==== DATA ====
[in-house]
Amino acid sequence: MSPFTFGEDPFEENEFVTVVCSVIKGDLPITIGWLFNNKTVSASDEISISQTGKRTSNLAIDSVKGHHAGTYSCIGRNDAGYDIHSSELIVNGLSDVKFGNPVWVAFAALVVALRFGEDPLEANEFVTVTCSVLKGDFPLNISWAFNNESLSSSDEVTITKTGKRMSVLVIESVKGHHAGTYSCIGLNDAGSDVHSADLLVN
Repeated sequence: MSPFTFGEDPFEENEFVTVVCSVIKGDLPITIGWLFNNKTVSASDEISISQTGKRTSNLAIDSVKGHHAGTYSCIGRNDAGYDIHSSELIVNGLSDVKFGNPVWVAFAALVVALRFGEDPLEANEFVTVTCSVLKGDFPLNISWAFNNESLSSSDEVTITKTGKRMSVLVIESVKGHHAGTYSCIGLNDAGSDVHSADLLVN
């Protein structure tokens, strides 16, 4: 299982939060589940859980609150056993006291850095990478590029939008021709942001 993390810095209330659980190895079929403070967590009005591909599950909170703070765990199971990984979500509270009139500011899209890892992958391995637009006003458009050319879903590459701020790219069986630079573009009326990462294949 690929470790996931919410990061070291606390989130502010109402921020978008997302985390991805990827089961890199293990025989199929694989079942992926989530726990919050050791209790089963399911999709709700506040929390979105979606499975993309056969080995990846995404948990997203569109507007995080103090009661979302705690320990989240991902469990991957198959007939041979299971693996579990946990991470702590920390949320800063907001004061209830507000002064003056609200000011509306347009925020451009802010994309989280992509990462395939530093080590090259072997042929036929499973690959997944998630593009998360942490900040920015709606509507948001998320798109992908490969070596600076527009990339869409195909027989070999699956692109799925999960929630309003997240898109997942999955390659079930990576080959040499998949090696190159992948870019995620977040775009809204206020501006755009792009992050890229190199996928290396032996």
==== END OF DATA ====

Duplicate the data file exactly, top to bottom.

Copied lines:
[in-house]
Amino acid sequence: MSPFTFGEDPFEENEFVTVVCSVIKGDLPITIGWLFNNKTVSASDEISISQTGKRTSNLAIDSVKGHHAGTYSCIGRNDAGYDIHSSELIVNGLSDVKFGNPVWVAFAALVVALRFGEDPLEANEFVTVTCSVLKGDFPLNISWAFNNESLSSSDEVTITKTGKRMSVLVIESVKGHHAGTYSCIGLNDAGSDVHSADLLVN
Repeated sequence: MSPFTFGEDPFEENEFVTVVCSVIKGDLPITIGWLFNNKTVSASDEISISQTGKRTSNLAIDSVKGHHAGTYSCIGRNDAGYDIHSSELIVNGLSDVKFGNPVWVAFAALVVALRFGEDPLEANEFVTVTCSVLKGDFPLNISWAFNNESLSSSDEVTITKTGKRMSVLVIESVKGHHAGTYSCIGLNDAGSDVHSADLLVN
């Protein structure tokens, strides 16, 4: 299982939060589940859980609150056993006291850095990478590029939008021709942001 993390810095209330659980190895079929403070967590009005591909599950909170703070765990199971990984979500509270009139500011899209890892992958391995637009006003458009050319879903590459701020790219069986630079573009009326990462294949 690929470790996931919410990061070291606390989130502010109402921020978008997302985390991805990827089961890199293990025989199929694989079942992926989530726990919050050791209790089963399911999709709700506040929390979105979606499975993309056969080995990846995404948990997203569109507007995080103090009661979302705690320990989240991902469990991957198959007939041979299971693996579990946990991470702590920390949320800063907001004061209830507000002064003056609200000011509306347009925020451009802010994309989280992509990462395939530093080590090259072997042929036929499973690959997944998630593009998360942490900040920015709606509507948001998320798109992908490969070596600076527009990339869409195909027989070999699956692109799925999960929630309003997240898109997942999955390659079930990576080959040499998949090696190159992948870019995620977040775009809204206020501006755009792009992050890229190199996928290396032996």